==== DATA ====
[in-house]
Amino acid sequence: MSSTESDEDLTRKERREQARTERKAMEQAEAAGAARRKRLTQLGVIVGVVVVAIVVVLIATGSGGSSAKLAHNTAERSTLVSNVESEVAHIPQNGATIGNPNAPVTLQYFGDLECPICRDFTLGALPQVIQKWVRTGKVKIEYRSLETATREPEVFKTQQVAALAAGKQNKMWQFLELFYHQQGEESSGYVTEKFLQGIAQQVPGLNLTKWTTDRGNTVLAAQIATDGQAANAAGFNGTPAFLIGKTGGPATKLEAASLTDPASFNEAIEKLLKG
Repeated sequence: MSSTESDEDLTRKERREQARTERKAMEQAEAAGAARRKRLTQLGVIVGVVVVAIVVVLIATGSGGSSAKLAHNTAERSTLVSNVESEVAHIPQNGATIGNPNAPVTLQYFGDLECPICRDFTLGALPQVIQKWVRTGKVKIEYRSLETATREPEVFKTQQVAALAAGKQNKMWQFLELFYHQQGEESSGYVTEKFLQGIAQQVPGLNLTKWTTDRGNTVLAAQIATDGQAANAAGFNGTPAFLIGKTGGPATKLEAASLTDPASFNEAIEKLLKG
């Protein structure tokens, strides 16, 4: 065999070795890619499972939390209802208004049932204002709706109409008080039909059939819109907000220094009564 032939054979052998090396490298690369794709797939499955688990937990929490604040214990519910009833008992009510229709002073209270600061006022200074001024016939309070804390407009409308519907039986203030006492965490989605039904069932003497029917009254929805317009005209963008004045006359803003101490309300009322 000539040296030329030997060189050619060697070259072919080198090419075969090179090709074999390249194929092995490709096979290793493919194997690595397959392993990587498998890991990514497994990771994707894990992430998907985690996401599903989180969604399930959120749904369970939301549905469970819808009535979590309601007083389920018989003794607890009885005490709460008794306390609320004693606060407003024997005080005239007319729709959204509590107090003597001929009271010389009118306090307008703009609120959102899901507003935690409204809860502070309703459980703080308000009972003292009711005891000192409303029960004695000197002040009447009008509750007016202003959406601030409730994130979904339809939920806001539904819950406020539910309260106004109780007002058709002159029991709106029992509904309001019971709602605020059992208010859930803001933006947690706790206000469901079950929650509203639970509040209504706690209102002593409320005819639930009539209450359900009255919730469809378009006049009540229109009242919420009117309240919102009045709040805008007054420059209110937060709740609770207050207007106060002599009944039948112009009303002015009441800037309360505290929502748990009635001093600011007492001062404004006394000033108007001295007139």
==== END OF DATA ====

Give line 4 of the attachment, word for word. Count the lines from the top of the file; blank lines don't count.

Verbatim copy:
């Protein structure tokens, strides 16, 4: 065999070795890619499972939390209802208004049932204002709706109409008080039909059939819109907000220094009564 032939054979052998090396490298690369794709797939499955688990937990929490604040214990519910009833008992009510229709002073209270600061006022200074001024016939309070804390407009409308519907039986203030006492965490989605039904069932003497029917009254929805317009005209963008004045006359803003101490309300009322 000539040296030329030997060189050619060697070259072919080198090419075969090179090709074999390249194929092995490709096979290793493919194997690595397959392993990587498998890991990514497994990771994707894990992430998907985690996401599903989180969604399930959120749904369970939301549905469970819808009535979590309601007083389920018989003794607890009885005490709460008794306390609320004693606060407003024997005080005239007319729709959204509590107090003597001929009271010389009118306090307008703009609120959102899901507003935690409204809860502070309703459980703080308000009972003292009711005891000192409303029960004695000197002040009447009008509750007016202003959406601030409730994130979904339809939920806001539904819950406020539910309260106004109780007002058709002159029991709106029992509904309001019971709602605020059992208010859930803001933006947690706790206000469901079950929650509203639970509040209504706690209102002593409320005819639930009539209450359900009255919730469809378009006049009540229109009242919420009117309240919102009045709040805008007054420059209110937060709740609770207050207007106060002599009944039948112009009303002015009441800037309360505290929502748990009635001093600011007492001062404004006394000033108007001295007139």